Tuesday, December 22, 2009

The Role of Autobiography and Gender in Westermann’s Dance of Death

In a previous post I introduced H.C. Westermann, who is one of my favorite artists. Scholarship on Westermann is increasing of late, and I am pleased to present my paper that talks a bit about Westermann's life and art. The paper examines the 1975 print Dance of Death through the lenses of autobiography and feminism, and analyzes the recent use of the print as a motif in the work of Jeff Koons. My paper is available to read here

Tre Reising: "No Space"

images by Charles Fox and Paul Miller
Tre Reising currently has a solo installation up at Big Car Gallery in Indianapolis called No Space. Reising has worked in printmaking before, but his artistic practice consists primarily of installation art and sculpture. No Space, and art in general at this point in Reising's career, represents somewhat of an internal struggle. Sure, it has deeper significance than what immediately confronts the viewer, such as the concept of being stuck between two pages of an artist's sketchbook and the investigation of drawing and painting's relationship to sculpture. On the other hand though, Reising just wants to make art. As Frank Stella would say, "What you see is what you see." With that said, Reising's art is abstract and its independence from figurative representation is, of course, a definite step towards art for art's sake.

Despite being abstract and in a square room, No Space succeeds in creating the effect of a Cyclorama. In this regard, Reising's new work has some similarity to Kara Walker. Regarding the Cyclorama and its effect, Walker states "It's like the pique of the painter's creative enterprise to make the painting surround the viewer and to create the illusion of depth and of space, and to lure the viewer into the feeling of being a part of the scene." Reising creates illusions of depth and space through his use of similar shapes in varying sizes and lines that do not form right angles. Reising has also explored the territory first mapped by Fred Sandback through three dimensional yarn sculpture in the past, but in this installation the yarn stays on the walls. Painted shapes always take precedence over yarn in No Space, literally breaking the yarn's continuity, and this is also effective in creating illusions of depth. Overall, No Space is an intense and enjoyable aesthetic experience that surrounds the viewer with appealing colors and shapes that really pop off--or into--the walls.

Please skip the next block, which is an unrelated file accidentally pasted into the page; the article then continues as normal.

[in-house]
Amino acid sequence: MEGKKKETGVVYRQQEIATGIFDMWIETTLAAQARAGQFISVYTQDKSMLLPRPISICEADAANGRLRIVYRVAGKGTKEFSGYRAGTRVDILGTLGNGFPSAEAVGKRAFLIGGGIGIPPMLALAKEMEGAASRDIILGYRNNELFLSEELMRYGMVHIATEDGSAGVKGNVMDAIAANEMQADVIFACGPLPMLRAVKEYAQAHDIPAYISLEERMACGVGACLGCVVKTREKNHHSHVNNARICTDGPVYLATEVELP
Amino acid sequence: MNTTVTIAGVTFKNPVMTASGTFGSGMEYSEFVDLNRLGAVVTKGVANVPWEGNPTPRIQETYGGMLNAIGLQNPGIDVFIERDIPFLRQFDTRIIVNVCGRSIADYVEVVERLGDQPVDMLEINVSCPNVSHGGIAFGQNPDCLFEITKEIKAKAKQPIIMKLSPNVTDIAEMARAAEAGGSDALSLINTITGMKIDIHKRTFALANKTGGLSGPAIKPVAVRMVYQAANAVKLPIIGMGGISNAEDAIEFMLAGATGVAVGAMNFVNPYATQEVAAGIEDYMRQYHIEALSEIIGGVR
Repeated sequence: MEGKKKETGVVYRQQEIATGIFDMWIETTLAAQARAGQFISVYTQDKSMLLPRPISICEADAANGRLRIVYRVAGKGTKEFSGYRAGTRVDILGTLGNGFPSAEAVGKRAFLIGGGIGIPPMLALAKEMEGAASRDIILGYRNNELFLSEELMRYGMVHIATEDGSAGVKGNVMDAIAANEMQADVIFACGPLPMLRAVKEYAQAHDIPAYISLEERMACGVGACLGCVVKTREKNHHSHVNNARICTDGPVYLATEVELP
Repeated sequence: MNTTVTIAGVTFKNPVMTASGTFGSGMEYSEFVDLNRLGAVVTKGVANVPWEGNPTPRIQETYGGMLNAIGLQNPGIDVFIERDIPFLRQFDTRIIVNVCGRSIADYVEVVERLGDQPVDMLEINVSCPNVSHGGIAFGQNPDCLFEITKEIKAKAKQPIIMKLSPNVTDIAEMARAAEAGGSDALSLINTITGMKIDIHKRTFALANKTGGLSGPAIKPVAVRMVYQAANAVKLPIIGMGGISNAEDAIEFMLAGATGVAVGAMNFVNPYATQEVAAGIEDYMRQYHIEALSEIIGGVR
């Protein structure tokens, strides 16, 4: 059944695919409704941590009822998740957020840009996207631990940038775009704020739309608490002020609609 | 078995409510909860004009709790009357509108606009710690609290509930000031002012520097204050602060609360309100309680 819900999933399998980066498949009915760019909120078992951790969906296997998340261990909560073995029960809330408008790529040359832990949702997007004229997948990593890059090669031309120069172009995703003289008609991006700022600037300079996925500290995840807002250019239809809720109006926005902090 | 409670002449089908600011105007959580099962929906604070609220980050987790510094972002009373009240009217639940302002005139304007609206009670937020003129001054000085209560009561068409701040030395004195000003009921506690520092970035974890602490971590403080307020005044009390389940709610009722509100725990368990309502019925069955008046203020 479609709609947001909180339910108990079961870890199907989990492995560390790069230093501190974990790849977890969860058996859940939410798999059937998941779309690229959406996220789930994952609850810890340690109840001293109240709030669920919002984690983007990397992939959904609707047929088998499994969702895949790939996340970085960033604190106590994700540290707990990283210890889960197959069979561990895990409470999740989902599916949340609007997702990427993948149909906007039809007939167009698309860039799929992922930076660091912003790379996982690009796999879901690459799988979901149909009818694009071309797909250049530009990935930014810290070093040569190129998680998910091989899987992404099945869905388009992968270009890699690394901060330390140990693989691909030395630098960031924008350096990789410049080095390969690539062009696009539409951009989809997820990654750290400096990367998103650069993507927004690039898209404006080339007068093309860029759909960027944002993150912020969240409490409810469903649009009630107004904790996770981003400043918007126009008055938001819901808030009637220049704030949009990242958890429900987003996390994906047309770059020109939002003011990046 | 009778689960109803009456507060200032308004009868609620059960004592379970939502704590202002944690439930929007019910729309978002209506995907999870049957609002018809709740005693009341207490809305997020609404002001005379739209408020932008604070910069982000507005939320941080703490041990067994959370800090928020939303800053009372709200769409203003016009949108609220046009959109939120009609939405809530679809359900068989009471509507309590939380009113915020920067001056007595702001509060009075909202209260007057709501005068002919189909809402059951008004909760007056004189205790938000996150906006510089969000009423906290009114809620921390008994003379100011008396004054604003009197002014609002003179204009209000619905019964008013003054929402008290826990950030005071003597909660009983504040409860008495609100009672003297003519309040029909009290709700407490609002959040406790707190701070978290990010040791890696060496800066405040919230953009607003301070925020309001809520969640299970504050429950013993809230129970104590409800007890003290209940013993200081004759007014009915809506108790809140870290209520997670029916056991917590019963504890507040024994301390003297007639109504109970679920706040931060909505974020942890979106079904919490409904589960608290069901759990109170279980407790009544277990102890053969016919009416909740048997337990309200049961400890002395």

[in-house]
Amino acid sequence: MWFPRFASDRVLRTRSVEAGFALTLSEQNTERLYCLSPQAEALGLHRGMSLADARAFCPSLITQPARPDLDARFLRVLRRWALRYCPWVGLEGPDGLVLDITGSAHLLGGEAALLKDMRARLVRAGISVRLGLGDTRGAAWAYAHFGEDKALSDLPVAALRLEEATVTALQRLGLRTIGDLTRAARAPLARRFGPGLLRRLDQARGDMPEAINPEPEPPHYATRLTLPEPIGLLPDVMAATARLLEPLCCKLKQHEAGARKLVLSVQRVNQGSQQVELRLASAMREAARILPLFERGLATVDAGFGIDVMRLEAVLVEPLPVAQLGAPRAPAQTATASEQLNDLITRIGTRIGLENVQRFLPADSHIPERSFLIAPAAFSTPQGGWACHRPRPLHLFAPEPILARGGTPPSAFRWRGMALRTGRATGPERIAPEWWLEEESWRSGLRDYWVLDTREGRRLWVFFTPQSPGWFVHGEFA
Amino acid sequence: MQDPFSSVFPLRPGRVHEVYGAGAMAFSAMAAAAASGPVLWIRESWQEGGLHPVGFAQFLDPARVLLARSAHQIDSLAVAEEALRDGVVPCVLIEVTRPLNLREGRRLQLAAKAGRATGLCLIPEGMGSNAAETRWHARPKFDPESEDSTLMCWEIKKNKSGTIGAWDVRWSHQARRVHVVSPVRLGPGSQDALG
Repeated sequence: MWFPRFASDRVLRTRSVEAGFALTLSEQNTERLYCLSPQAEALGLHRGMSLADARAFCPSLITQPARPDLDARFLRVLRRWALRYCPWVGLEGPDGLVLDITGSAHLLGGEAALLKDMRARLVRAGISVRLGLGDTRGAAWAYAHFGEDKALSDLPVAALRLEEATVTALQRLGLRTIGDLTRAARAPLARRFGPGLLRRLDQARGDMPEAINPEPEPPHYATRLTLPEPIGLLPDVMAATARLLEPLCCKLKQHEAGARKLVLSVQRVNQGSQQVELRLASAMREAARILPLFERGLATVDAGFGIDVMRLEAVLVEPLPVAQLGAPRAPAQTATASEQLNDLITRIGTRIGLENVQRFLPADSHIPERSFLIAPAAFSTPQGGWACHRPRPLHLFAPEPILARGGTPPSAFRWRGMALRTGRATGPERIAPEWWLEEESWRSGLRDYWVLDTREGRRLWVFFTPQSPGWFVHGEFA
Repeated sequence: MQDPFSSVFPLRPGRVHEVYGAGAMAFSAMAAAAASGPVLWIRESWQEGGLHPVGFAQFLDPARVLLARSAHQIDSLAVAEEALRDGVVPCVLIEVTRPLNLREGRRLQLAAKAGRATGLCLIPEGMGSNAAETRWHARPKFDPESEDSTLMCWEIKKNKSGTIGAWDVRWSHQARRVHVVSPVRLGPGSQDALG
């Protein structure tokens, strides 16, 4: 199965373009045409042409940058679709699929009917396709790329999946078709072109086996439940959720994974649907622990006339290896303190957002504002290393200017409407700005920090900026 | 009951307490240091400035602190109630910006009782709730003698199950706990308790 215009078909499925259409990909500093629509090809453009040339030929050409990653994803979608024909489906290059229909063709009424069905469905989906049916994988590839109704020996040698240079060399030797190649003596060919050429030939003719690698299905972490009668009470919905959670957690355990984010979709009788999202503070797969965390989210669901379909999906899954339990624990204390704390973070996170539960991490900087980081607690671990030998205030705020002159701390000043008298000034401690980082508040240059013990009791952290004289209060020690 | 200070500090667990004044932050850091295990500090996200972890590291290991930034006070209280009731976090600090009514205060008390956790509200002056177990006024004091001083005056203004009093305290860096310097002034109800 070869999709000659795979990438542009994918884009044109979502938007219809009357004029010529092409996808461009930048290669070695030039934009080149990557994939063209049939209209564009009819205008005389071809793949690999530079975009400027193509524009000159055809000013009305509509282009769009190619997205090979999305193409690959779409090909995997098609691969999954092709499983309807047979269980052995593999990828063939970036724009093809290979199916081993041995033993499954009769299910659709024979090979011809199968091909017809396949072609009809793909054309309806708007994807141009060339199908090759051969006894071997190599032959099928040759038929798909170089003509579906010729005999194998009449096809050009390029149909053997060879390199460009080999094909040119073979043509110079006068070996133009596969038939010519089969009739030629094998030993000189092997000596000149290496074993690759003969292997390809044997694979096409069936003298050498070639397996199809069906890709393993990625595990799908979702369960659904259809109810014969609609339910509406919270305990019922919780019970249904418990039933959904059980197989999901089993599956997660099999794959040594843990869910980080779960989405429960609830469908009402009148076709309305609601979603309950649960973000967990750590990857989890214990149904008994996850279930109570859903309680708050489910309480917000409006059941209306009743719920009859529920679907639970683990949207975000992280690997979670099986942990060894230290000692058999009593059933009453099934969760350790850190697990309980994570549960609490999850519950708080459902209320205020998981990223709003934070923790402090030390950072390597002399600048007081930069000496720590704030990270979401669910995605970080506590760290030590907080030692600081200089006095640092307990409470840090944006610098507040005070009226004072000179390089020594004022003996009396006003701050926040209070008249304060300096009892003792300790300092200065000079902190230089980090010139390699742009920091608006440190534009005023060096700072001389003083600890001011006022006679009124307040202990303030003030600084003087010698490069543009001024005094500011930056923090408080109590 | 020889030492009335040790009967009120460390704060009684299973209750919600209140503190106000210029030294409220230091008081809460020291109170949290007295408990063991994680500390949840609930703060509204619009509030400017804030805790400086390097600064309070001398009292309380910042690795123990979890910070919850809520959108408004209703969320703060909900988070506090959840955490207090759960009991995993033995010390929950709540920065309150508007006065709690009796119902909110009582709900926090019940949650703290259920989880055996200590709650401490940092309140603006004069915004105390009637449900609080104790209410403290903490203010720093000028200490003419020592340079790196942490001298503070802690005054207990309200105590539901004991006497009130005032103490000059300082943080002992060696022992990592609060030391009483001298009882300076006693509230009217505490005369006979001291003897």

I had a conversation with Tre in three parts, which occurred at an early stage of the installation, during the middle, and after its completion. Check out what Tre had to say about No Space:

Monday, December 7, 2009

Nick Allman at Dean Johnson Gallery

images (besides the last two) courtesy of Nick Allman and Christopher West

On Thursday, December 3 a new show opened up at Dean Johnson Gallery called New Design: Nick Allman, Morgen Bosler and Lauren Zoll

Quoted from Dean Johnson Gallery's website is a description of the show, which was curated by Christopher West:

Three local designers put their own unique spins on what are traditionally mundane items. Nick Allman imagines an environment where an entryway table and an iconic Arco Floor Lamp burst through (or crash into) the existing architecture of a home or building. Morgen Bosler handcrafts ceramic urns designed to honor a loved one’s individuality and spirit. Each piece is an expression of pure art and design created to bring a lifetime of comfort. Finally, Lauren Zoll has created a series of vases intended to represent the antithesis of design. Using materials such as rebar, Zoll is able to combine the brutality of the materials with the beauty of a functional vase.

Nick Allman recently won First Prize for a furniture piece in the Herron Galleries Undergraduate Student Exhibition, and the work he has featured in the Dean Johnson show is daring, strong and surprisingly functional. Destroying drywall in order to insert or remove objects, Allman creates furniture pieces that question perception and undermine traditional notions of design, space and aesthetics. Upon first viewing Allman's work in this show looks like a series of disasters rather than intentional design, and it is this element of surprise and rethinking function that gives the work its strength.

I had a conversation with Nick in two parts, during the installation and upon its completion. Hear what he had to say:

Conversations with Nick Allman Part One from Charles Fox on Vimeo.

Conversations With Nick Allman Part Two from Charles Fox on Vimeo.

There is also work currently for sale in the Dean Johnson Gallery. These pieces by Ted Ross are excellent.